It's been awhile since we've written. What can I say? She's just so busy with work; she has no time to listen to us! But it seems I caught her ear tonight. And what I'm telling her is:
I miss my kuzu şiş.
Now, kuzu şiş literally translates as "lamb kebab," and what yous see above is generally what you would get in a Turkish restaurant if you ordered it. I know, because my mom and sis and brother and I used to watch people eating these in Tunali Hilmi, which is the street and area where I was born in Ankara. I liked the colors of it all, and that's what got me into trouble one day.
You see, my mother was absolutely happy to eat whatever they threw on the ground. That's what happened when I was a kitten: my mother, sisters, brother and I would run around after whatever scraps were thrown at us. And then one day it happened, I decided I liked it so much, I wanted to see what else was on this dish.
And that was what I saw. That plate up there. Unfortunately, the people eating off of those plates immediately thought I was the sweetest thing, and I was being my absolute best to get some of that kuzu şiş. All I really wanted was the kuzu (the lamb)
But hot damn, they took me home, which wasn't what I had in mind at all. I was upset for awhile, until I saw the couch.
It looked a little like that one. You see, the people who picked me up off the street in Tunali were kind of wealthy. He was an executive for some oil company, or something like that, and they could afford to live in that area. They were American, too. So for about seven months of my life, I lived pretty high on the hog, until it happened:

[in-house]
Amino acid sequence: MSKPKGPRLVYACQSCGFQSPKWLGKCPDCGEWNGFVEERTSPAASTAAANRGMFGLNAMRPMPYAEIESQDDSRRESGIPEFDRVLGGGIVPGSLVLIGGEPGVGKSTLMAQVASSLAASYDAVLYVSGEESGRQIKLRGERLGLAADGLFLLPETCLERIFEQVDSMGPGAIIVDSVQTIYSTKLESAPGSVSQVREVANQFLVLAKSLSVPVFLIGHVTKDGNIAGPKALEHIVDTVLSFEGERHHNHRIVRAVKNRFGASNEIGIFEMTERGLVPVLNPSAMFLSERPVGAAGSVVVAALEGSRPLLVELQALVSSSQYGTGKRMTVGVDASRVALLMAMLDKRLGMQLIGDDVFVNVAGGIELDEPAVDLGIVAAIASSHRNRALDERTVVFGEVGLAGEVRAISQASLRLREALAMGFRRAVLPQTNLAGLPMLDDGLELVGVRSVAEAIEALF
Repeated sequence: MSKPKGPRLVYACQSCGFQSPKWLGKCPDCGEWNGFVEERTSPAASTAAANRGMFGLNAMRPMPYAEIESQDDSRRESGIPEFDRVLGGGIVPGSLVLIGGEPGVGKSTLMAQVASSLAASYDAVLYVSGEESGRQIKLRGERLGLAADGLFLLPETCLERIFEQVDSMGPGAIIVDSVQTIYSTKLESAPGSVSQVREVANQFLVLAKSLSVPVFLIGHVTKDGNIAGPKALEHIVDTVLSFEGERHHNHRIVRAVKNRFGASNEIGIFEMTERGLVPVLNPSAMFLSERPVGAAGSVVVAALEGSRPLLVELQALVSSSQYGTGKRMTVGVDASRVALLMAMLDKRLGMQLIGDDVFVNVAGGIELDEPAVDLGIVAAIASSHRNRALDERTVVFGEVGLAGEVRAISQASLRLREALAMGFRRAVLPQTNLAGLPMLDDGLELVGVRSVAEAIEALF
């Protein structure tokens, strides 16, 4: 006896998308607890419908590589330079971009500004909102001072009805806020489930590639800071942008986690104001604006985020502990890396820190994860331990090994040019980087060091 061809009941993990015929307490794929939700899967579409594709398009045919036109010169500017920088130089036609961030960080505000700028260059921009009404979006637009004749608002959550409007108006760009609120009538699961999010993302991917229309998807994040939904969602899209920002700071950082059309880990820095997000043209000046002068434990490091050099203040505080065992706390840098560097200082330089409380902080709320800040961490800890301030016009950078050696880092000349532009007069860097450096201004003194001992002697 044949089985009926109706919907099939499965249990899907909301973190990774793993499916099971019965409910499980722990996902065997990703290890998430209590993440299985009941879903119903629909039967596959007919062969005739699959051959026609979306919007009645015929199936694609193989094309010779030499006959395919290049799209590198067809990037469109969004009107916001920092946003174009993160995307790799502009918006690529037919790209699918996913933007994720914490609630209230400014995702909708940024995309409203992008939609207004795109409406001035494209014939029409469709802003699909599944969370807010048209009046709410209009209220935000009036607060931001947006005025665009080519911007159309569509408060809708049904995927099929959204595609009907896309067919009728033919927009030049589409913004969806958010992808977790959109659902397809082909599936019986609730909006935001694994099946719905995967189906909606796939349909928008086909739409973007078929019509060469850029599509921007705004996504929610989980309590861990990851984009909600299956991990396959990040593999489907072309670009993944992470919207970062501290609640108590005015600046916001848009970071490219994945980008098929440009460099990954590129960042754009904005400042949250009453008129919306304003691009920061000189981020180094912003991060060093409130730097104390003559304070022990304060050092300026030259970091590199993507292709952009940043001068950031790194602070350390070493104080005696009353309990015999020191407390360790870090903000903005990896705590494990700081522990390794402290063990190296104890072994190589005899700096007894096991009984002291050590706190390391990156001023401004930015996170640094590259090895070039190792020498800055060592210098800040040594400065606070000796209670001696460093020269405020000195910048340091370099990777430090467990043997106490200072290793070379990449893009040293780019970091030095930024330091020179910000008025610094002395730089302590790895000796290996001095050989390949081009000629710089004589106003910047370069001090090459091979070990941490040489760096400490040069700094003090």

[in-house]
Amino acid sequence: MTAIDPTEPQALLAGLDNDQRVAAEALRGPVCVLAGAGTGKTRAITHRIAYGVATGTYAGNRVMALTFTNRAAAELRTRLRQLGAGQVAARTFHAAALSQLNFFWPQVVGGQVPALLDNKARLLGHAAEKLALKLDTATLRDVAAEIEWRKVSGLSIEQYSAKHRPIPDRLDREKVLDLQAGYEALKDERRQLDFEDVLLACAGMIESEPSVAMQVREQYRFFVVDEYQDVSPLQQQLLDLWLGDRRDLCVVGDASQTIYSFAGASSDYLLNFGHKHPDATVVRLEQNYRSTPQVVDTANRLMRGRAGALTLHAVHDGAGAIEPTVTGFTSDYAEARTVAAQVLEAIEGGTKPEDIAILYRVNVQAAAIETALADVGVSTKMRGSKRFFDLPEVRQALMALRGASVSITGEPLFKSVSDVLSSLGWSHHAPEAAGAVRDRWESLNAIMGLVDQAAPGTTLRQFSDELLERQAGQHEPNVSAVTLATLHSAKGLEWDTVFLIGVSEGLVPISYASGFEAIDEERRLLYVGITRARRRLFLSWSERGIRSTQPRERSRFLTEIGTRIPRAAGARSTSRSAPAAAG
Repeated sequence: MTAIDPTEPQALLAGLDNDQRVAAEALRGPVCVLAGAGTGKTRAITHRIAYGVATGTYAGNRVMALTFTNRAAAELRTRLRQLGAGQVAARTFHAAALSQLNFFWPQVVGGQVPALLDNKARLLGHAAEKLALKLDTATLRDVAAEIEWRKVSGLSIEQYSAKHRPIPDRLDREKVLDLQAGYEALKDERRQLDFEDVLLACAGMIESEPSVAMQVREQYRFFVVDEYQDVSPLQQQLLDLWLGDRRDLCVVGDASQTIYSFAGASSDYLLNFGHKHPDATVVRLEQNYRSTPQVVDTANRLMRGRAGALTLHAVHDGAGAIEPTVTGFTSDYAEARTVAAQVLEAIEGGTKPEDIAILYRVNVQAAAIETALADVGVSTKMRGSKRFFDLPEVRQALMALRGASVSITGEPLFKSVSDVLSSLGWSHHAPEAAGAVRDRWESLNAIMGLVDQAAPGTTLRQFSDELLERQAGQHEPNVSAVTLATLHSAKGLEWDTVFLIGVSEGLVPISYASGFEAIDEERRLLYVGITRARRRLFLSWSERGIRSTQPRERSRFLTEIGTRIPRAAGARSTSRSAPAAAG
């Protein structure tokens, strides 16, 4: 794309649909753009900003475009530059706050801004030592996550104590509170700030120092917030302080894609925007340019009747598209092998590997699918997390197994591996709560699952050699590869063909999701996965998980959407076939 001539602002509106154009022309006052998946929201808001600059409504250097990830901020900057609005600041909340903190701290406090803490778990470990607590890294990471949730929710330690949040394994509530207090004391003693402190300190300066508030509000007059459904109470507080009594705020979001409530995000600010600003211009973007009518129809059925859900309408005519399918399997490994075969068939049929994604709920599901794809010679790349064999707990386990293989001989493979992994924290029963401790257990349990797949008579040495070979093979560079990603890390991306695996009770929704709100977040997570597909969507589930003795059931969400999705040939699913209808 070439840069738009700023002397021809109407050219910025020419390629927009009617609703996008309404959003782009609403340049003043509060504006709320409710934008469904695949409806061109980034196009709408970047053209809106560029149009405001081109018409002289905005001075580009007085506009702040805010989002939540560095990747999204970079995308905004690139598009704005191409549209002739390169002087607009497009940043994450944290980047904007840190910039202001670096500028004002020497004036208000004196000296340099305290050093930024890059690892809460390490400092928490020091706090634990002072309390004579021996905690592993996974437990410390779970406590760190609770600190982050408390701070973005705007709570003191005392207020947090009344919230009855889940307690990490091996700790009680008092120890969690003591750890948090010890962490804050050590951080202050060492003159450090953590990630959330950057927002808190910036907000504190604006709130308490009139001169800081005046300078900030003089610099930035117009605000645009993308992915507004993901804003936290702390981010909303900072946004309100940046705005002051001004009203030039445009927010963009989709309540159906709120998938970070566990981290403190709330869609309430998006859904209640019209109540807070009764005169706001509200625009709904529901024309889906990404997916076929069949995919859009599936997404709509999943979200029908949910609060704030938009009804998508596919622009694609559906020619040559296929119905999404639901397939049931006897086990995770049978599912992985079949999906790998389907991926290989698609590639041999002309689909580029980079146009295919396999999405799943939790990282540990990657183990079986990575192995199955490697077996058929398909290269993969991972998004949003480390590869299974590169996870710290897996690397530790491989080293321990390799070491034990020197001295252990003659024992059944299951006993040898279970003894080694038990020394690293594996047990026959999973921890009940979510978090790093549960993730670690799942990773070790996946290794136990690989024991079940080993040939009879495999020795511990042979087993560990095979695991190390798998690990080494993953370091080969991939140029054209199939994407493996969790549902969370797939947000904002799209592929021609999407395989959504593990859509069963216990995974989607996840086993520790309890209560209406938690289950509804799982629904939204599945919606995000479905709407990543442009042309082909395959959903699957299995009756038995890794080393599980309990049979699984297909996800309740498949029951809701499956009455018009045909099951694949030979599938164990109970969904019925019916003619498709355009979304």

They got relocated. To Spain. And they decided not to take me. It was like, I was a Turkish accessory, and I wouldn't look good in Barcelona. So, one day, I'm sitting on my couch, having forgiven them for taking me away from my mother, and they scooped me up and put me in a box and took me to a veterinarian, a guy named Hasan. They made him promise that I would never be put back into the streets. They gave him enough money to feed me for about three months.
And then they left, and there I was, taken from my mom and my beloved streets, then teased with a couch. Only to find myself in a dark, icky cage that I shared with some strange skinny, sickly black cat. That cat wouldn't survive on the streets; I'm telling you.
Yeah, so I demanded my own cage. Wouldn't you? Hasan said I was nasty, and I think he would have really hurt me if that woman wouldn't have come along.
. . . . .oh, wait a minute . . . . I smell kuzu. The Big Two Legged One cooked kuzu! That's one thing I like about her: she doesn't forget what I like. . . . . .
. . . . . to be continued